With the new Salt Lake City airport open now for more than two months, demolition on the old facilities is well underway. The demolition, expected to cost approximately $35 million, began with the former parking garage, which will see 100,000 tons of concrete removed. The razing of that particular building is about 50 percent complete.
"Right away, we started on the parking garage because it is in the critical path," said Mike Williams, program director with the Salt Lake City Airport Redevelopment Program. "It sits right in the footprint of the new Concourse A. We basically opened the new airport, which was built just a little to the west of current. We built the new terminal and one half of Concourse A, the underground tunnel and one half of Concourse B. We can't build eastern portions of those two until you've demolished the old airport."
Holder/Big-D JV noted the construction project is on time and budget. The joint venture is also in charge of demolition, which also include three old terminals, one built in 1960, one in the ‘70s, and one just before the 2002 Salt Lake City Olympics, and all concourses. The demolition is expected to be completed in the fall of 2024.
It's a time consuming project with numerous materials requiring special handling.
"There are materials in terminal one ... asbestos, light fixtures, ballast that just can't be taken to the landfill," Williams said. "It has to be specially treated. Specially handled. It's the same thing for terminal two which was built in the late ‘70s, which was also when the former parking garage was built. There's lots of asbestos-related material in terminal two. We have environmental consultants here. They have to test the facility and ensure anything that needs to be removed is removed before we demolish the structure. Many of the materials they used don't degrade over time."
The demolition is taking place the "old-fashioned" way, primarily using track hoes with breaking hammers or jaws, he said. Crews use the equipment to break up the concrete and pull it down into piles of rubble. It's then sorted, with the rebar removed to be recycled separately.
"It's not an exciting blast or implosion, just old-fashioned demolition," Williams said. "One of the reasons for not using an implosion is because in the operating facilities there is sensitive equipment, like security equipment. It's not only sensitive to vibrations, but also the dust. That's why you use the traditional method. The Department of Environmental Quality and OSHA require you to hose down everything on the demolition site. We have to hose it down to keep the dust and debris down. At an airport, the last thing you want is foreign object debris — FOD — to get sucked into the jet engines. One of the biggest concerns at an airport is some debris getting on the airfield and damaging an engine."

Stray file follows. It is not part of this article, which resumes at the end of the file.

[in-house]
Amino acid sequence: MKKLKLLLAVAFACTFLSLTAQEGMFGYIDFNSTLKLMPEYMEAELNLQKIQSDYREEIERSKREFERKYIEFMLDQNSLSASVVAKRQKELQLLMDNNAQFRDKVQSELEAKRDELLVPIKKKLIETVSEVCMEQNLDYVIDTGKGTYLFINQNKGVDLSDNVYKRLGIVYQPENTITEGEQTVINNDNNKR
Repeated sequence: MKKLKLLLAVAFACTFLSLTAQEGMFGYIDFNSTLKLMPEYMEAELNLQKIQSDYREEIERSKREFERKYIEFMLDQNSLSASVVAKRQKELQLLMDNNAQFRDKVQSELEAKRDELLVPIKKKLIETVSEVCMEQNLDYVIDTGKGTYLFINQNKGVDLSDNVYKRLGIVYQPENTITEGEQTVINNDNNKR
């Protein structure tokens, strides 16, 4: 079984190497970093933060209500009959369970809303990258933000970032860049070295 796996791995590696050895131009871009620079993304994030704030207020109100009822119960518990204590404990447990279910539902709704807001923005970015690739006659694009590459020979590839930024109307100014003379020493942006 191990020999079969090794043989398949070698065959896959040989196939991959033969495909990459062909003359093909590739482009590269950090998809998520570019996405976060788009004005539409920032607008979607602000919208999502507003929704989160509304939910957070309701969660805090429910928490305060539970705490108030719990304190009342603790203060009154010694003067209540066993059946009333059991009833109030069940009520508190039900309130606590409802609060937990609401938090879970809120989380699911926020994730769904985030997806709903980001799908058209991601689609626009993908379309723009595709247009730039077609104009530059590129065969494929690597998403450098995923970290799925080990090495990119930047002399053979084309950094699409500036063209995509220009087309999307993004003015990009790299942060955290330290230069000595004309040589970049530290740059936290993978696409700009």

They will salvage some technical equipment, as well as loading bridges and pre-conditioned air units, most of which will be used for parts.
The airport got some assistance from an expected source — Covid-19, thanks to a reduction in traffic, which Williams said is down considerably. They originally expected they would need to use existing concourses until phase two was completed.
"We sat down in March and said, well is there something we should do differently with phase two because of reduced traffic? We figured out how to open the first phase and with supplementing an operation where you park aircraft away from the facility and bus passengers to the concourse. The original phase two was very complicated, involving demolishing some, building some, demo'ing some, building some. Now, instead of taking the airport down in a sequenced manner, we could take it down all at once. It saved about two years in overall construction time." CEG